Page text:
I partnered with Marcie Fowler this week to bring you these ideas! Marcie is a pastor’s wife and mom of 4 kids living in Kentucky. She is passionate about helping busy women uncomplicate hospitality. You can find more about to simplify hospitality and grab 5 Easy Hosting Recipes for free right here. If you’re on Instagram, make sure you’re following her for continued hospitality tips!
This week on the podcast, I shared an audio Bible study to outline the continued importance of continuing to cultivate meaningful relationship even through the barriers of mothering young children. Today's post is aimed at giving you a launching pad to consider how you might continue to practice hospitality in the face of your real life barriers.
It’s no secret that moms are tired. Just do a simple search on instagram for #parentingmemes or #momlife, and you’ll be flooded with an array of humorous visuals outlining just how overwhelming, illogical, exhilarating, and exhausting this mothering journey is.
But, we’re also lonely. Maternal isolation is one of the most problematic issues for women in the early years of parenting, being a major contributor to maternal mental health issues like postpartum depression and feelings of dissatisfaction with parenting.
This is particularly problematic for Christian mothers who long to parent their children with an eye toward God’s eternal kingdom, with grace and love being the leading atmosphere of our homes. Our mental health is not just about our own sense of well-being and life satisfaction, but it spills over into our mothering and impacts the legacy we long to leave for our kids.
If you’re struggling with maternal mental health, please don’t allow this post to be the only one you read. In particular, head over here or here and find a place to breathe and let your soul rest in the middle of that difficult journey.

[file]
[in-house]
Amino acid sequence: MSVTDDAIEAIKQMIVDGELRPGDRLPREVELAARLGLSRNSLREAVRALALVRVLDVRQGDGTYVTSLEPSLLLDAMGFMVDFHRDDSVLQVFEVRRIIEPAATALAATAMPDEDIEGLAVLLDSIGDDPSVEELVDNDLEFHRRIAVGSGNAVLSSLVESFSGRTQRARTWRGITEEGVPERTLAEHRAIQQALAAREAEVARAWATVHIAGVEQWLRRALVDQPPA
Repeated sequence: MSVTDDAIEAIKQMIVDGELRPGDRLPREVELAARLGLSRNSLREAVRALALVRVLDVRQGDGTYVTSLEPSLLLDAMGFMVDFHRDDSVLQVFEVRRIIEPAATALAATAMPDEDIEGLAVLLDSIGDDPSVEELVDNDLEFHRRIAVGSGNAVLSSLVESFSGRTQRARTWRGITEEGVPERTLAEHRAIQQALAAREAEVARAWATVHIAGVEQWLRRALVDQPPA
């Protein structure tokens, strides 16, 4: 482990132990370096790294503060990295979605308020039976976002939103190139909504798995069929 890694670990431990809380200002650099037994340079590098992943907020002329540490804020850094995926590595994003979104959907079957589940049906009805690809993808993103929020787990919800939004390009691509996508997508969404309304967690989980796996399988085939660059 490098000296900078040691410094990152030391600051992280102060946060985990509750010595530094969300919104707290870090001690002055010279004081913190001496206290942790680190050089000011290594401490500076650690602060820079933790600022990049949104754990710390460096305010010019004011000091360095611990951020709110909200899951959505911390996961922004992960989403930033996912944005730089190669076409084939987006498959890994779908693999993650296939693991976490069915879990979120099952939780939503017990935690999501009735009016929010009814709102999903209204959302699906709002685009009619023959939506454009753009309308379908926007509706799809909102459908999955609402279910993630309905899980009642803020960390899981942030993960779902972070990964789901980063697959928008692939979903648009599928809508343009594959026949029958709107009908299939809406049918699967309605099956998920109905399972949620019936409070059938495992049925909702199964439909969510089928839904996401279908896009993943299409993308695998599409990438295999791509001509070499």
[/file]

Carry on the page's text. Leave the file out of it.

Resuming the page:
But, if you’re a woman who finds herself knowing you need community and supportive relationships, but feel like the barriers that keep you isolated are too great to overcome, this post is the one to stick with.
It’s true that our society is not quite set up in support of moms–especially moms with multiple children. It’s true that it would be easier to have friendships if there were easy ways to overcome the interpersonal and systemic barriers that loom before us.
But I will also tell you that your personal agency and creative capacity is a really great first-line defense against isolation.
Instead of spending our limited resources shaking our fists at the powers that be, let’s lean into getting our creative juices and imagine how we can use our own capacity for hospitality to fight against our own (and others’) maternal isolation.
Before you throw the baby monitor at me for using the word “hospitality,” let me be clear. I am not envisioning bone china, meticulous houses, beautiful trays of carefully crafted charcuterie, or beautiful music playing in the background.
No, the hospitality I speak of is going to come from within you. To exude the Spirit of God by creating spaces and moments where women can come and feel comfortable in their own skin. To feel like they can take their shoes off, let their hair down, and rest a while in the comfort of the presence of a friend.
A meticulous house never did that for me. Genuine love, that does.
As a mom of an 11 month old and a just-2 year old, my house is almost never (read: never) spotless. At any given moment, you can find at least a few dishes in the sink, toys strewn across the living room, and various laundry piles peppered around the common areas of our home.